The Pulitzer Center on Crisis Reporting provides travel grants to cover hard costs associated with upcoming travel for an international reporting project. Our goal is to facilitate reporting from outside the United States. We encourage grantees from diverse backgrounds to apply.
Our ideal project offers print, photography, radio, and video. There are special grant opportunities in addition to our rolling main grants, detailed below.
SPECIAL GRANT OPPORTUNITIES
Student Travel Grants: The Center provides travel grants to students at participating Campus Consortium schools. Learn more.
Persephone Miel Fellowship: We also offer travel grants to non-native, English-speaking journalists. Learn about the Persephone Miel Fellowship.
The Catalyst Fund is designed to foster strategic partnerships with major news outlets in support of freelance multimedia journalists. Multimedia journalists seeking to apply for support under the Catalyst Fund can follow the same guidelines as for our main travel grants program, detailed below.
UPDATE: The deadlines for the data journalism and micro-grants for independent media (related to property rights) have passed. We expect to notify the finalists by mid-July.
MAIN TRAVEL GRANTS PROGRAM
Terms of travel grant: (These do not apply to application guidelines for our student and Persephone Miel fellowship programs.)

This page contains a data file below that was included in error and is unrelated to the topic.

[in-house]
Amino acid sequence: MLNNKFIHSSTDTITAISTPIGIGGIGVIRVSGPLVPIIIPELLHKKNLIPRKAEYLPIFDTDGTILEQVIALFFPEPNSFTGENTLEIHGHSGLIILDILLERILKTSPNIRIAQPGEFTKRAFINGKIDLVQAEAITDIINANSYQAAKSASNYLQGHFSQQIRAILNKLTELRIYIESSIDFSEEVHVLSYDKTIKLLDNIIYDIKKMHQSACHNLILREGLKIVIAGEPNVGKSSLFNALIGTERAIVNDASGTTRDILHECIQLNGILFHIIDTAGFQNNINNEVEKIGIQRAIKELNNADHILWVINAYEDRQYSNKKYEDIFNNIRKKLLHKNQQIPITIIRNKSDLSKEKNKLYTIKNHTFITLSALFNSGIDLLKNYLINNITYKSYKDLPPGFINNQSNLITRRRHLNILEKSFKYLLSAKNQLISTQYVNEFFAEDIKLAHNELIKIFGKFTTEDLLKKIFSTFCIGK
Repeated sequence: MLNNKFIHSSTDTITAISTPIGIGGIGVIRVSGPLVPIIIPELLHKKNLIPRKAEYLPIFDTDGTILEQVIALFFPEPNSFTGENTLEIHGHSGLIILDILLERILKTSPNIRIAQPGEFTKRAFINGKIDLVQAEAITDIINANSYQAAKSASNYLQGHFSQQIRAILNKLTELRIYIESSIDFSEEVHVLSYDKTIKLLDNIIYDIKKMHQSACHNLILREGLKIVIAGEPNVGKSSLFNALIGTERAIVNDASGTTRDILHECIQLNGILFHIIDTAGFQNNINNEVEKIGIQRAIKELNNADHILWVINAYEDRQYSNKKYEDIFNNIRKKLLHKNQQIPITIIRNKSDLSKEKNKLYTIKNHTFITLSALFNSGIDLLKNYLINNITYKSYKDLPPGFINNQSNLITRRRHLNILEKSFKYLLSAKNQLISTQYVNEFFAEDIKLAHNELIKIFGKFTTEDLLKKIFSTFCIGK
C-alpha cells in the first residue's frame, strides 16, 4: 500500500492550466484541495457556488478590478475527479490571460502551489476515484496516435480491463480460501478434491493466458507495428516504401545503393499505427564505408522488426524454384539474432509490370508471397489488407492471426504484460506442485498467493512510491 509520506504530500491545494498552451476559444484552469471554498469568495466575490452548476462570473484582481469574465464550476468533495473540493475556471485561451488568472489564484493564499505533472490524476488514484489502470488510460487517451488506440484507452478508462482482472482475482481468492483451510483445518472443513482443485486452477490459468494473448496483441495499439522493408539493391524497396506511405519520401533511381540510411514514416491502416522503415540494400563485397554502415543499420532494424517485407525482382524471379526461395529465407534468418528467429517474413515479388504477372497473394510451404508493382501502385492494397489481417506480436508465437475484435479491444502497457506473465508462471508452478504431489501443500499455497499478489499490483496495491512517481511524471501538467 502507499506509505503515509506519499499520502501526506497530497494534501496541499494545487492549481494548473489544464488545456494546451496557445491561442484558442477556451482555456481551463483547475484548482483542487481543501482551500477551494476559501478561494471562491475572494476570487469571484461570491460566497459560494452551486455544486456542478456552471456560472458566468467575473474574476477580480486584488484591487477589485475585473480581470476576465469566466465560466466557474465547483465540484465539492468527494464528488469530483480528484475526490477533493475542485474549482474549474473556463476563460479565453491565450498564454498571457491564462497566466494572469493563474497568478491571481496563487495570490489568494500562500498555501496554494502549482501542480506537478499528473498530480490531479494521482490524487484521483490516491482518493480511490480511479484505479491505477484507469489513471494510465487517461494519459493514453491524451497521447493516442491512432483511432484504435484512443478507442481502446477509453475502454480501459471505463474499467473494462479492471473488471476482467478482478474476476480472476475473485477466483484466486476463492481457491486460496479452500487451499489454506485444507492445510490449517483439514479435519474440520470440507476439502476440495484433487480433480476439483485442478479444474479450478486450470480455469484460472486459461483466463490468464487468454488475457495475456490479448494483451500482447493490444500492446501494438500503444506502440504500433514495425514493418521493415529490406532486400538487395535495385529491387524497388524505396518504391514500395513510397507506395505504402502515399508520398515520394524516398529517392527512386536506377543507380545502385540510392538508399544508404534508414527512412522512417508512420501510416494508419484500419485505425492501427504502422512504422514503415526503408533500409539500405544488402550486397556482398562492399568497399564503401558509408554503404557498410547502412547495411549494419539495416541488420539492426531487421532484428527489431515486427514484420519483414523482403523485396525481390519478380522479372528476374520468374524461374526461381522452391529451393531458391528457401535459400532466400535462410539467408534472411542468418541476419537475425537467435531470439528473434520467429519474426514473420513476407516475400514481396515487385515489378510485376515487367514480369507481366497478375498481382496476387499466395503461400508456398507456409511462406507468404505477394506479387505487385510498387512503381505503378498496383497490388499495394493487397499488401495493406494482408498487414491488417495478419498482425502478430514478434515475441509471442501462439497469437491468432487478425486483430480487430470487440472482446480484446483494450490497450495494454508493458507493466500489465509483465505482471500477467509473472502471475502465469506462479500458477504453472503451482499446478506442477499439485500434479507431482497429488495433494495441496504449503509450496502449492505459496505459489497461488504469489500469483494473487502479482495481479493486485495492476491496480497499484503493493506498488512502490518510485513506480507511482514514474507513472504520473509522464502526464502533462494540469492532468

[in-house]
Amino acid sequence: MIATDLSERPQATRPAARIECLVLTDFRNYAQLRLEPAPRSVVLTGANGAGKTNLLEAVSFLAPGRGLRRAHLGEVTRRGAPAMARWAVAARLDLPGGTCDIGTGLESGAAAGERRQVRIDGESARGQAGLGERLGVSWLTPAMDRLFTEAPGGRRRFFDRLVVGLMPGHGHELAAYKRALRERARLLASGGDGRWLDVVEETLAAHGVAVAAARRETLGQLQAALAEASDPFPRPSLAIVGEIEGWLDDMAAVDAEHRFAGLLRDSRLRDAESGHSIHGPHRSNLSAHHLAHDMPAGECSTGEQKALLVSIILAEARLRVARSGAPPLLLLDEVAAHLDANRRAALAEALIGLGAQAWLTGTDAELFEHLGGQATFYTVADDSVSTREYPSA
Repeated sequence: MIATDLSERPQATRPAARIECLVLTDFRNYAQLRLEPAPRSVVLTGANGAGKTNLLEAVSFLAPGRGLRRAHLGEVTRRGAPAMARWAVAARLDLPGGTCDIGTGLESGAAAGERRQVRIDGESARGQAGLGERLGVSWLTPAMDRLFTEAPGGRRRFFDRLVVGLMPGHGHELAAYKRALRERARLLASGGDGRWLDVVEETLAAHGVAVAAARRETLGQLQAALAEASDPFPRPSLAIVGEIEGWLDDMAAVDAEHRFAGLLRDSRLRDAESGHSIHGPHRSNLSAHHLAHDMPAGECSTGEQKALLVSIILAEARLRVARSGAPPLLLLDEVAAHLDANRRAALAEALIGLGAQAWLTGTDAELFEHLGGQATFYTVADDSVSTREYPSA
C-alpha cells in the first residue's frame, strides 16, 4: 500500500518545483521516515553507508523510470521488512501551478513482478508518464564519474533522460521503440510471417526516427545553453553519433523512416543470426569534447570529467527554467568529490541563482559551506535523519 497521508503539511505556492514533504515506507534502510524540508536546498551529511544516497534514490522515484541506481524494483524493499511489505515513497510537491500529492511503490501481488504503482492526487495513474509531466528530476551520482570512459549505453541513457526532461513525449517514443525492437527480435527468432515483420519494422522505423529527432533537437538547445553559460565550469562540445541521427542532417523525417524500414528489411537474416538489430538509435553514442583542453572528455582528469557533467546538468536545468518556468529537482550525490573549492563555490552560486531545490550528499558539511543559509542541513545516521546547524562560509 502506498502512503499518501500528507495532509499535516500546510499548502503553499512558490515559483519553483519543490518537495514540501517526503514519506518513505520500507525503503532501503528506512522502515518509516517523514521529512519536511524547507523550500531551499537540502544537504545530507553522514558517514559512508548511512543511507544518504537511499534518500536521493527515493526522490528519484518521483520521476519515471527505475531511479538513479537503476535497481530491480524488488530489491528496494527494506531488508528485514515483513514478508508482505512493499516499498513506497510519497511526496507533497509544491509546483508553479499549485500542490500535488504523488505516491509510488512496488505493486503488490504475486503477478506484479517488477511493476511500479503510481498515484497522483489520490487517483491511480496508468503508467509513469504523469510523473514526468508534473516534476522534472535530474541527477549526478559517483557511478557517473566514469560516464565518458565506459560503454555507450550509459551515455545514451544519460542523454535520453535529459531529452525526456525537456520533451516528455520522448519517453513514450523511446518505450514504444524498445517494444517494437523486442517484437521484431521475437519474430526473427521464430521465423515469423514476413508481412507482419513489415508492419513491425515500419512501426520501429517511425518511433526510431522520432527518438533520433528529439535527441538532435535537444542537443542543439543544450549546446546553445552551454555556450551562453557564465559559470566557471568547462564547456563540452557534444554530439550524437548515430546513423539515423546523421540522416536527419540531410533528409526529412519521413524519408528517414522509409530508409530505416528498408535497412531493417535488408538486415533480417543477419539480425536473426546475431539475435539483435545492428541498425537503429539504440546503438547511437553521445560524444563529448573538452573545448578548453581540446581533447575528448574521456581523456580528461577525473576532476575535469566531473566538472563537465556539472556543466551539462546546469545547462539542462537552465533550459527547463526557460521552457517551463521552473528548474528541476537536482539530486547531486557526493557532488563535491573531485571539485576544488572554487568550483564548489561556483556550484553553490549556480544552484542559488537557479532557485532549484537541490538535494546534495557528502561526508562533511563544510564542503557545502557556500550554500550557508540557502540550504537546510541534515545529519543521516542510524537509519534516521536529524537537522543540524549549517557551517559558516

The Pulitzer Center on Crisis Reporting funds international travel costs associated with reporting projects on topics and regions of global importance, with an emphasis on issues that have gone unreported or under-reported in the mainstream American media. The amount of individual travel grants will depend on the specific project and detailed budget planning. Most awards fall in the range of $5,000 to $15,000 but depending on project specifics may be higher.
On approved projects, half of the grant amount is generally paid just before travel and the remainder on submission of the principal material for publication or broadcast. Specific grant terms are negotiated during the application process.
Distribution: Proposed projects must include a credible plan for broad dissemination of the resulting work in U.S. and/or European news media (print and/or broadcast). Applicants should be able to demonstrate interest from editors and/or producers working in wide-reaching U.S. and/or European news media outlets. The credibility of a distribution plan is generally most evident in an applicant's track-record working with the listed outlets. Please do not have editors send letters simply stating they would consider the work. Letters from editors and/or producers who have worked with you in the past, and are interested in working with you again, are encouraged.
Cross-Platform: The Pulitzer Center is increasingly seeking multi-media projects that combine print/photography and video to explore the issues. We encourage applicants to create partnerships with others and propose a complementary suite of deliverables. If you are only working in one medium, you may still apply.
Safety: If your project proposal involves reporting in a hostile or dangerous environment, we require that you and your potential outlets adhere strictly to the ACOS Alliance principles outlined here. The Pulitzer Center is committed to support for Hostile Environment Training where appropriate.
Eligibility: Grants are open to all journalists, writers, photographers, radio producers or filmmakers; staff journalists as well as free-lancers of any nationality are eligible to apply.